Thousands of Baptists wrapped up a historic three-day gathering wondering if their time spent in Atlanta was the beginning of a major Baptist movement toward unity or just a moment.
"We don't want this to be a wasted moment," former President Jimmy Carter told the Baptists as they closed the Celebration of a New Baptist Covenant on Friday.
Over the past three days, some 14,500 people from over 30 organizations representing 20 million Baptists convened in hopes of ending racial, theological and political divisions and laying the grounds for future cooperation and unity.
The meeting focused on social causes such as poverty, immigration, responding to natural disasters, peacemaking and protecting religious liberty as well as evangelism as Baptists sought to find ways to work together and improve their image.
"As individuals united in partnership, we can make a difference," said Sen. Charles Grassley (R-Iowa) during a Friday session on public policy and hunger. "If there was ever a time for unity, now is the moment."
And Christians around the world are noticing their effort, some leaders say.
"People are seeing Baptists talking about working together and doing positive things together, rather than bickering," said Bill Underwood, president of Mercer University and event co-chair with Carter. "I think that is a very positive thing for Baptists."
"There have been Christians around the world taking notice that we have been doing something unprecedented," said William Shaw, president of the National Baptist Convention, USA, one of the four African-American Baptist denominations that partook in the meeting.
Former President Bill Clinton called the meeting "a wonderful beginning."
Clinton was one of several prominent Democrats invited to speak at the New Baptist Covenant event. His participation along with former Vice President Al Gore's raised suspicion that the event may be a Democratic rally just ahead of primaries on Super Tuesday. Although event organizers have repeatedly stressed the meeting was not political, leaders from the conservative Southern Baptist Convention (SBC) chose to sit out the gathering.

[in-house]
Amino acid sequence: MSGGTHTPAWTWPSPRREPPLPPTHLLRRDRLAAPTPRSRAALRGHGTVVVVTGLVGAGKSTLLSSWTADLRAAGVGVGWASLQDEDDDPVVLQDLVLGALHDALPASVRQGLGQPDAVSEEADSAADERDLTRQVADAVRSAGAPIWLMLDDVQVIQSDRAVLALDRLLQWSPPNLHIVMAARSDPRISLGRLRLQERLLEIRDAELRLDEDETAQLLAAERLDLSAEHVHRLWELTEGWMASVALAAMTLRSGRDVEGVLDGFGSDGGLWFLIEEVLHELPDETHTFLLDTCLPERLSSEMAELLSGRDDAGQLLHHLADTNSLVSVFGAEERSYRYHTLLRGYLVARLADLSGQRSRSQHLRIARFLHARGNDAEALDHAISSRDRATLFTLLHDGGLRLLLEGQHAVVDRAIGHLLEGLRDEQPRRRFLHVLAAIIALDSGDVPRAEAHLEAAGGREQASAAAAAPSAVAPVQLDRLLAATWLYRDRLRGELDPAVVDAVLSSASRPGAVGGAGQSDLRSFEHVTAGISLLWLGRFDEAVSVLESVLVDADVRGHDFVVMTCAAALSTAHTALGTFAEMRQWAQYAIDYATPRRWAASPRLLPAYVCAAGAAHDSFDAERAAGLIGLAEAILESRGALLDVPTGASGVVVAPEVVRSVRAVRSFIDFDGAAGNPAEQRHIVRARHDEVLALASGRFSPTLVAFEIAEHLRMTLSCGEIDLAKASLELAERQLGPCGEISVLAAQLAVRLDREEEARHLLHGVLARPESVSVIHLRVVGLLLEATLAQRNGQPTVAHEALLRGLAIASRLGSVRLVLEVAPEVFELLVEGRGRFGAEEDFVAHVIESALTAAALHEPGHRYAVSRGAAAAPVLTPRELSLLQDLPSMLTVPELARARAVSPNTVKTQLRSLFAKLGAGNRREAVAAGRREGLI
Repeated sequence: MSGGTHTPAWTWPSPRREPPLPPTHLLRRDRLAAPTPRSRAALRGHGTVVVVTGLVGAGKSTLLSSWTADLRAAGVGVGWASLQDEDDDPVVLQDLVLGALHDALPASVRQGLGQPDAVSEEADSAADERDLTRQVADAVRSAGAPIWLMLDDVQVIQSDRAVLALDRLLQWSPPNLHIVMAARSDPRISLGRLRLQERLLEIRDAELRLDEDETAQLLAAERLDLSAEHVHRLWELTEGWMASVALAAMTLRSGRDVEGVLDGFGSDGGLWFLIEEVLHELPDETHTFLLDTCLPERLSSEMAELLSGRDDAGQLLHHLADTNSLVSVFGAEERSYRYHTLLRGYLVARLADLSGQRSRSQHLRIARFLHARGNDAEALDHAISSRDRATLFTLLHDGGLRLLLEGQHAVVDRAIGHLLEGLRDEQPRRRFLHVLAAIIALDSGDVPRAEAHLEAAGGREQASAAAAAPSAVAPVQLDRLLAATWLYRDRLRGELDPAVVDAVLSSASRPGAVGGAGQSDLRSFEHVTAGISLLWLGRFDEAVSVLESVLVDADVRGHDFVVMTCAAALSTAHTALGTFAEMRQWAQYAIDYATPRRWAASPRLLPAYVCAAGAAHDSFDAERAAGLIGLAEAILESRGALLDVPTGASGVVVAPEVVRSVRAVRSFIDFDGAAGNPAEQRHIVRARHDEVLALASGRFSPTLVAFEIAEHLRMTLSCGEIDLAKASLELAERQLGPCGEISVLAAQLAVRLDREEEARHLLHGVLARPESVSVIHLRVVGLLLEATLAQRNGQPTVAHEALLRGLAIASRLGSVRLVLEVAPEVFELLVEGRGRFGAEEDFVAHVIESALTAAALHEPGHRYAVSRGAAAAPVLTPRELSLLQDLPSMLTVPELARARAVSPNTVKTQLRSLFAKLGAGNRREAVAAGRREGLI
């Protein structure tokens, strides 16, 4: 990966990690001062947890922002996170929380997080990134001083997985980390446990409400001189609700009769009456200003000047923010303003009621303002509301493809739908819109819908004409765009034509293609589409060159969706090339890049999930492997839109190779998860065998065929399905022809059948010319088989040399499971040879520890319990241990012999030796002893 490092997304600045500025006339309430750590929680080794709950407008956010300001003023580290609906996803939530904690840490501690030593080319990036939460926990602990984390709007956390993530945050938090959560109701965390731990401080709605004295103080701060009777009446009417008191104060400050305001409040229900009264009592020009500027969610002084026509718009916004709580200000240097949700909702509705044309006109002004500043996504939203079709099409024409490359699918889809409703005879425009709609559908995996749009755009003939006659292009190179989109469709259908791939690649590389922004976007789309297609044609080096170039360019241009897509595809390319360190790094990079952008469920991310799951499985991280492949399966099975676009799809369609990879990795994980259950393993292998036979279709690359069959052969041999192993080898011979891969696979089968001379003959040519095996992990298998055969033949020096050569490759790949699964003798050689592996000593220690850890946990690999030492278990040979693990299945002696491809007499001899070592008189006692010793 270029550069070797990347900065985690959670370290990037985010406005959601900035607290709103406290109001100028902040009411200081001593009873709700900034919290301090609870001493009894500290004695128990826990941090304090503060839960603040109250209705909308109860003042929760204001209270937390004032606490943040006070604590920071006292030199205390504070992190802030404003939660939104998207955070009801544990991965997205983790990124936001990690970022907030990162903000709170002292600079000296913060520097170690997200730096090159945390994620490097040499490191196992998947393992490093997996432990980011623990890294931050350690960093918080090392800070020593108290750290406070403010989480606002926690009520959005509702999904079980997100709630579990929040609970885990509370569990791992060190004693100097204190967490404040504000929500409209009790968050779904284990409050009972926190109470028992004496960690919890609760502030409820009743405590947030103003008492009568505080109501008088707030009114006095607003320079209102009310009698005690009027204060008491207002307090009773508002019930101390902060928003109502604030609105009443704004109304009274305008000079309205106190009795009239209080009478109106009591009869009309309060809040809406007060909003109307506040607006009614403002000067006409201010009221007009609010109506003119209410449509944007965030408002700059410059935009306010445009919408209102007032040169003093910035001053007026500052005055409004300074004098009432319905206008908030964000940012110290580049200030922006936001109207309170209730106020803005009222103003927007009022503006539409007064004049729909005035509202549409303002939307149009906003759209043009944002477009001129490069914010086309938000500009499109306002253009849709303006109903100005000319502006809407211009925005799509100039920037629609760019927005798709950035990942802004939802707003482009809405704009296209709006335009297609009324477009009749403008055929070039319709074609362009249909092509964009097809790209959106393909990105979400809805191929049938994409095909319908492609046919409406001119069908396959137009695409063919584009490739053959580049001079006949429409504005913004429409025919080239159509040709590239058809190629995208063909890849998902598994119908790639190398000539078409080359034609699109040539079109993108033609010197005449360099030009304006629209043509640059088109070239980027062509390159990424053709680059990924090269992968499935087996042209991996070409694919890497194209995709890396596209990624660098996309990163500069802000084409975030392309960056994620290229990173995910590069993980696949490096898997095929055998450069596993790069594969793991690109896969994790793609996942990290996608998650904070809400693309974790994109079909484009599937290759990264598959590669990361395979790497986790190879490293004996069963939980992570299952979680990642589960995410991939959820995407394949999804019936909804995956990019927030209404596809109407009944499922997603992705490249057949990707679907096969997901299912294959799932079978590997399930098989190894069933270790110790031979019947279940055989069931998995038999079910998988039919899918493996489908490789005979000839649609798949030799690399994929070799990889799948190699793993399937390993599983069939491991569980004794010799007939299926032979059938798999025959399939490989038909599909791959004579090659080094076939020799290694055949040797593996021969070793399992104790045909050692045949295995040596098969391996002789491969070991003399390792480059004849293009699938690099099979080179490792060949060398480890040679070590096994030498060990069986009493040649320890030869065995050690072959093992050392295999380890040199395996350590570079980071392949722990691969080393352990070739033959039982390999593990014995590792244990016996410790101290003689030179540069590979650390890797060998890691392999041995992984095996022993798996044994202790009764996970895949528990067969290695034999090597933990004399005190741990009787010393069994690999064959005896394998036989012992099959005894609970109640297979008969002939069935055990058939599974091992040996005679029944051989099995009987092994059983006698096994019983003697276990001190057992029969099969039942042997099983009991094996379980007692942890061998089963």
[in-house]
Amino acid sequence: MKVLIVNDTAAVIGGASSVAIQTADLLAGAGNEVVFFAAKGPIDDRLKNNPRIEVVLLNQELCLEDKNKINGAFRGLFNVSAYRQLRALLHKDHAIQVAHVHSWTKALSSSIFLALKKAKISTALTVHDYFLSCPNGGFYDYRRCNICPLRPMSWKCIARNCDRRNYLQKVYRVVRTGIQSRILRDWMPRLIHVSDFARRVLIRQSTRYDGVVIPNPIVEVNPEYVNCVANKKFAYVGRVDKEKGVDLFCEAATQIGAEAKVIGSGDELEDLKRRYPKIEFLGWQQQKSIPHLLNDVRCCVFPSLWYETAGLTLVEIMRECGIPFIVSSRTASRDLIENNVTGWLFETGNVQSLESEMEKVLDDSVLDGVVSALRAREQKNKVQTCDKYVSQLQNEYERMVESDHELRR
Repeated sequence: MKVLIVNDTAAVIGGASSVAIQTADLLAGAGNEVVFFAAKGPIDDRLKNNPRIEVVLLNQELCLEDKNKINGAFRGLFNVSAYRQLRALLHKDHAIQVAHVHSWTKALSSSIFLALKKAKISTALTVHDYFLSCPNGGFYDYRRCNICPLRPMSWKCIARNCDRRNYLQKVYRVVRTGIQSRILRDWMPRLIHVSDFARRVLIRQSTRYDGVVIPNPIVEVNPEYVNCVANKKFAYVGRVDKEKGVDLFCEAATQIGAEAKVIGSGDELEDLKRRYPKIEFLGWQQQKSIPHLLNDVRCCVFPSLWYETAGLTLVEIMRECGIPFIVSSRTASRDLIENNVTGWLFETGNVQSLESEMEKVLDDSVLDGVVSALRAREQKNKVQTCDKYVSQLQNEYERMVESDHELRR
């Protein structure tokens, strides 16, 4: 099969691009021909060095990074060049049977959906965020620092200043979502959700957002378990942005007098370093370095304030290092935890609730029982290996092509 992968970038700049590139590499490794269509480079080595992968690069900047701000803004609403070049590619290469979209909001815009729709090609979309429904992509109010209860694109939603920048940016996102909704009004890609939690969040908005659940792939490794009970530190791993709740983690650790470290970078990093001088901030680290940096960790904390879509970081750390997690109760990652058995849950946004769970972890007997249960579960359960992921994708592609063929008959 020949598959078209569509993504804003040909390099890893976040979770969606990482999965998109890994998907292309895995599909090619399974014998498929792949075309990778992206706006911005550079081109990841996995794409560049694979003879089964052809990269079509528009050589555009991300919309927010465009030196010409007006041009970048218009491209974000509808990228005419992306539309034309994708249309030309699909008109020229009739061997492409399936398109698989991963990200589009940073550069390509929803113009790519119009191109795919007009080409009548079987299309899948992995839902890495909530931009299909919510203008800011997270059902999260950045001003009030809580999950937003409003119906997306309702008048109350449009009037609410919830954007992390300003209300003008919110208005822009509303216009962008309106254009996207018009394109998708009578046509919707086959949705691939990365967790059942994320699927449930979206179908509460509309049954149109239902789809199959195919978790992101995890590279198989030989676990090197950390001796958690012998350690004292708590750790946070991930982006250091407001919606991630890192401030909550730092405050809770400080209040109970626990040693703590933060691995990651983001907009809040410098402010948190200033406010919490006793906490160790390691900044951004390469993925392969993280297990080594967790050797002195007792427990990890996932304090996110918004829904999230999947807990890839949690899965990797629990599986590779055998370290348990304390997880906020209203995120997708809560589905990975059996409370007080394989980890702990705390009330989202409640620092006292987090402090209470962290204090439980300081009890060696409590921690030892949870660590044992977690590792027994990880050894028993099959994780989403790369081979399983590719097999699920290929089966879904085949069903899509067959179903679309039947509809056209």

During his speech to Baptists on Friday, Clinton said he was disappointed some conservative Baptists dismissed the unity effort as a "veiled agenda for liberals."
He called the broad group of Baptists to move toward unity with a spirit of humility and forgiveness.
"If we are going to form a covenant that can embrace the whole body of the Baptist [tradition], which every Christian can identify with and every good human being on earth can applaud, it is the spirit with which we go forward and our determination to offer specific things we can do as the children of God that will determine how it comes out in the end," Clinton said.
Emphasizing humble love above everything else, Clinton added, "We should not let our response to the people who disagree with us be dictated by what they say about us, or even how they treat people that we care for."
"No matter what condemnation is directed against his movement, you must respond with a spirit of love," he said, regarding reconciliation with critics in the Southern Baptist Convention and elsewhere.
Event organizers have scheduled to convene again in March to assess what came out of the Jan. 30-Feb. 1 convocation and to set a course for follow-up ministries and future collaboration among Baptists around social causes.
Carter, who said he had a positive exchange of letters with SBC President Frank Page, hopes all – including the Southern Baptist Convention – will cooperate with propelling the Baptist unity movement.
"We can disagree on the death penalty, we can disagree on homosexuality, we can disagree on the status of women and still bind our hearts together in a common, united, generous, friendly, loving commitment," Carter said.